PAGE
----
Sticking to an old and discredited script

June 16, 2006

Miami Herald- Editorial Opinion

One of Cuba's chief apologists came to Fort Lauderdale this week to offer the tired litany of denials and distortions that Fidel Castro has been using for decades to prop up his government. Ricardo Alarcón, a ranking apparatchik in the Cuban dictatorship, appeared via satellite at the convention of the National Association of Hispanic Journalists direct from Cuba, but he might as well been in Alice's Wonderland.

Mirta Ojito, the veteran Cuban-American journalist who interviewed Mr. Alarcón, asked all the right questions. But he gave no straight answers. His act would have been laughable if the hardship suffered by Cubans weren't so severe.

Crackdown on dissent

Ms. Ojito cited one study that named Cuba the second-largest prison in the world for journalists. Why does Cuba jail so many reporters? Mr. Alarcón called such reports inaccurate. He suggested other countries were worse on journalists. And, yes, he blamed the CIA. The 27 journalists socked with 20-year-plus prison terms in 2003 were all agents of the U.S. government, he said.

In fact, those journalists were among 75 democracy activists imprisoned by Mr. Alarcón's regime in a crackdown on dissent that continues today. They were subjected to summary trials with defense lawyers who worked for the state. The evidence against them included books, typewriters and their own articles. The journalists were convicted of a crime that exists in no free country: revealing truths about life on the island and exposing government abuses in the process.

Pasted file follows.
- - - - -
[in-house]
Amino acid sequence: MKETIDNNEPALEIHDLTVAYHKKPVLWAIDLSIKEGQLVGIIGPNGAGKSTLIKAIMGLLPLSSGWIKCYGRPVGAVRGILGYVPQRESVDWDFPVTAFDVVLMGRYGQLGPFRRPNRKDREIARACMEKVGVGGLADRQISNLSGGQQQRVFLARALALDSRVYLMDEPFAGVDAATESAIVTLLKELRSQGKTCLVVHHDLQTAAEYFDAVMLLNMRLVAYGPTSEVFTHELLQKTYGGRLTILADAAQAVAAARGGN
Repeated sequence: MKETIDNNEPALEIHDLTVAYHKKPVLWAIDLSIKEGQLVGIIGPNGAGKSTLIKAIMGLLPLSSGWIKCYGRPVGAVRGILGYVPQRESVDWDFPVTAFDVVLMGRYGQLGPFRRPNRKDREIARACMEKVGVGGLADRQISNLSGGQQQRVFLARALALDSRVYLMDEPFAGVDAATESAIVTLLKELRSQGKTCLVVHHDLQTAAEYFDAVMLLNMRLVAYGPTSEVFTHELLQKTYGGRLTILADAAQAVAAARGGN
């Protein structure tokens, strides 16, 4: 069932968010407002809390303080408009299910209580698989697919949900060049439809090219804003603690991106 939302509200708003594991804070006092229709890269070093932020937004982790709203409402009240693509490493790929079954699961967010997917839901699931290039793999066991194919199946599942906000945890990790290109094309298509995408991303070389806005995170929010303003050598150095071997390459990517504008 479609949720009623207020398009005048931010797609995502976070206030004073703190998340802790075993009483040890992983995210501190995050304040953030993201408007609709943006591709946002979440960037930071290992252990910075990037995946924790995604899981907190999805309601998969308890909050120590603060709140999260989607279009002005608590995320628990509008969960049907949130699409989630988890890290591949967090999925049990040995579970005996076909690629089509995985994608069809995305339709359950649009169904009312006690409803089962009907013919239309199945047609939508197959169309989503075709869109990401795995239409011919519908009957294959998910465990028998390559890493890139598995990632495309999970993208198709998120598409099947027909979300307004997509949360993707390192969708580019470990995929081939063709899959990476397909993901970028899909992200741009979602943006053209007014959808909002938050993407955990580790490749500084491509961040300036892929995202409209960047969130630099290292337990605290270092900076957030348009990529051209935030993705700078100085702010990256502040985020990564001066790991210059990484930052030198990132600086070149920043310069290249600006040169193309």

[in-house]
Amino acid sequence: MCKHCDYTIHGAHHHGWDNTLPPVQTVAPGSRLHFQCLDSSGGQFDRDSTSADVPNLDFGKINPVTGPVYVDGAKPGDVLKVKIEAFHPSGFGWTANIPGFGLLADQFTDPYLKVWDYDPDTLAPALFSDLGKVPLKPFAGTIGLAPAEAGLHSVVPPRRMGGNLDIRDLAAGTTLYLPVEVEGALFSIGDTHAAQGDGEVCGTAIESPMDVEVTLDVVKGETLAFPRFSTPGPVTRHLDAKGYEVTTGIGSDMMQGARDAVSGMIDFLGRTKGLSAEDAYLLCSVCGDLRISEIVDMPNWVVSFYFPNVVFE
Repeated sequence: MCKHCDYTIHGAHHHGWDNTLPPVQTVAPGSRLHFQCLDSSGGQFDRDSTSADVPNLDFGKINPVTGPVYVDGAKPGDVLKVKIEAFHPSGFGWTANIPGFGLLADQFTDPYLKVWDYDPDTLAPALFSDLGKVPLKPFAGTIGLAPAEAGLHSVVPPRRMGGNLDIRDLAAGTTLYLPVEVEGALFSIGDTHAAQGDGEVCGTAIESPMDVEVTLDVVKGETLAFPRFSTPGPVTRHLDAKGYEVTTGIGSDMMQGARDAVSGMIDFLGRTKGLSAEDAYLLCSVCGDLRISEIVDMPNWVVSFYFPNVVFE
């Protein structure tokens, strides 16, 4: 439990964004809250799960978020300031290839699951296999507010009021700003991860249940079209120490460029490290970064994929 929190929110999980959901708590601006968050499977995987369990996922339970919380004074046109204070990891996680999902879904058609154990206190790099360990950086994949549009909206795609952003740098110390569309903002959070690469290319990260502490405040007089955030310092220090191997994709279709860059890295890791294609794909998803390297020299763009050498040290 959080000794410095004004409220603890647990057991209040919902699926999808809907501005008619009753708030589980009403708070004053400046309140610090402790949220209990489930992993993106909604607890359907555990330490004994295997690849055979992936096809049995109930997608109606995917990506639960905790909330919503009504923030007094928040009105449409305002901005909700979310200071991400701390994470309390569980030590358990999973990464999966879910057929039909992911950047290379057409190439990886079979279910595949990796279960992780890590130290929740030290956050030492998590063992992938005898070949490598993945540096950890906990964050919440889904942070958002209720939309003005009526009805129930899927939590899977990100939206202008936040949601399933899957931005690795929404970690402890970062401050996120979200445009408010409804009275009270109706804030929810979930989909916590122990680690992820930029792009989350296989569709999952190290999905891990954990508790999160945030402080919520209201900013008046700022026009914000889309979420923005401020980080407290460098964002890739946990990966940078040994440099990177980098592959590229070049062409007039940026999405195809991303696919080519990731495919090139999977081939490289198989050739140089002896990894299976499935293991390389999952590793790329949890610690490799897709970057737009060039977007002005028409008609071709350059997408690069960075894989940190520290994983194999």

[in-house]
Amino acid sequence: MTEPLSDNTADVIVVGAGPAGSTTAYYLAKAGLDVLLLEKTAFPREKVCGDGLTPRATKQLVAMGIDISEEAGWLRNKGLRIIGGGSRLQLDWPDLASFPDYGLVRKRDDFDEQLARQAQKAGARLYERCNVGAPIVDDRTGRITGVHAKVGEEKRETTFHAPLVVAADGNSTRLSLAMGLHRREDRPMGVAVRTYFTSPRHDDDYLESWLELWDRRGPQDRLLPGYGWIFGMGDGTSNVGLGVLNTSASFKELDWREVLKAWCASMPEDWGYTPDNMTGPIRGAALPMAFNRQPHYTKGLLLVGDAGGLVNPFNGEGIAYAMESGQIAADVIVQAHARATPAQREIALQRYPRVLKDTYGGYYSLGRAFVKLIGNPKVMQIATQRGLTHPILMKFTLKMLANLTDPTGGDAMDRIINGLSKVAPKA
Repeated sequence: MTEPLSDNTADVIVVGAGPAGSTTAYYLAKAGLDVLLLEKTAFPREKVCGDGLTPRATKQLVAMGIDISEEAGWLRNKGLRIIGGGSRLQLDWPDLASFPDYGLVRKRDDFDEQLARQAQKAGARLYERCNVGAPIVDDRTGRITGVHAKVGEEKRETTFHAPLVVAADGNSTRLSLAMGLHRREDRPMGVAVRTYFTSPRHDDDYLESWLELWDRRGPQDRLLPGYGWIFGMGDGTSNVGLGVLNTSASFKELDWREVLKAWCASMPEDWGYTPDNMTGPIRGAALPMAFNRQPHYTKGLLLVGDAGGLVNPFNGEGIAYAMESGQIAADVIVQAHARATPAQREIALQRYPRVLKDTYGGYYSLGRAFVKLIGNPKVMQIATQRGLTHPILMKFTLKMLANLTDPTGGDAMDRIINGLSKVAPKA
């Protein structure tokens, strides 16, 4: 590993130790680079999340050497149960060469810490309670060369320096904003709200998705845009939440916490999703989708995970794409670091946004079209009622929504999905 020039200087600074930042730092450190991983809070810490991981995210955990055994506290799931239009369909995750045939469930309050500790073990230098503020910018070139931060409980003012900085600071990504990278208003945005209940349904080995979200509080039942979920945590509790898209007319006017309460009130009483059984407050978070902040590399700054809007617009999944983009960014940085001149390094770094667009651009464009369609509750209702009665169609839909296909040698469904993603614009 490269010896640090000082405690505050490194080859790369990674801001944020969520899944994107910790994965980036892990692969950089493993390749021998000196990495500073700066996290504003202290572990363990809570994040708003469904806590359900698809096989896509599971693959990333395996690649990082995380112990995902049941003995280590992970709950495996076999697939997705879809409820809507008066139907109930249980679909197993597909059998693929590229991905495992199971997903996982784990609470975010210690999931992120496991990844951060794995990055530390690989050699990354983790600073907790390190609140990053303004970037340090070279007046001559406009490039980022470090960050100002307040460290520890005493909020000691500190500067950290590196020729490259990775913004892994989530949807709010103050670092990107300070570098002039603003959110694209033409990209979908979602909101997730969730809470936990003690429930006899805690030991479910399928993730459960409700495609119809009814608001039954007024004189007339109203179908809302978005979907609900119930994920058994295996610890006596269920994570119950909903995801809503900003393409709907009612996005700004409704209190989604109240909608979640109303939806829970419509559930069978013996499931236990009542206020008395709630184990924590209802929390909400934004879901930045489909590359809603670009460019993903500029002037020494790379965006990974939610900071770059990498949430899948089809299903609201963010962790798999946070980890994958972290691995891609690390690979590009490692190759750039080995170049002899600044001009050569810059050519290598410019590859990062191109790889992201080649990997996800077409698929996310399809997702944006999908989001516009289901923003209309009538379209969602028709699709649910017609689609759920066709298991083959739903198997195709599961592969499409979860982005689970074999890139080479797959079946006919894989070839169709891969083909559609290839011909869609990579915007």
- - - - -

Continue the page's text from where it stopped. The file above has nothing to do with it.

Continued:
Truth is a dangerous toxin for a dictatorship that relies on systematic repression and elaborate lies to stay in power. Mr. Alarcón doesn't want anyone to know that the promises his regime has made for 47 years have been a big lie.

Catastrophic failure

Despite the sacrifices demanded of Cubans all these years, Cuba is no socialist paradise or egalitarian society. Asked to explain why there are so few blacks in high government posts, Mr. Alarcón protested that people 'blacker than my suit' hold positions of power. This conveniently skirts the relative absence of blacks in the power structure.

Though the regime owns all the media and restricts Internet access, independent Cuban journalists report on human-rights abuses and the hundreds of political prisoners. These reporters also describe the difficulties faced by Cubans just trying to obtain basic food, shelter, transportation and healthcare. The revolution's greatest achievement has been to make all but a favored few destitute.

Mr. Alarcón and his cronies, not the CIA, are the only ones to blame for their catastrophic failure. That's why criticism is banned. In Cuba, truth and those who tell it remain the enemy -- the enemy of the state.

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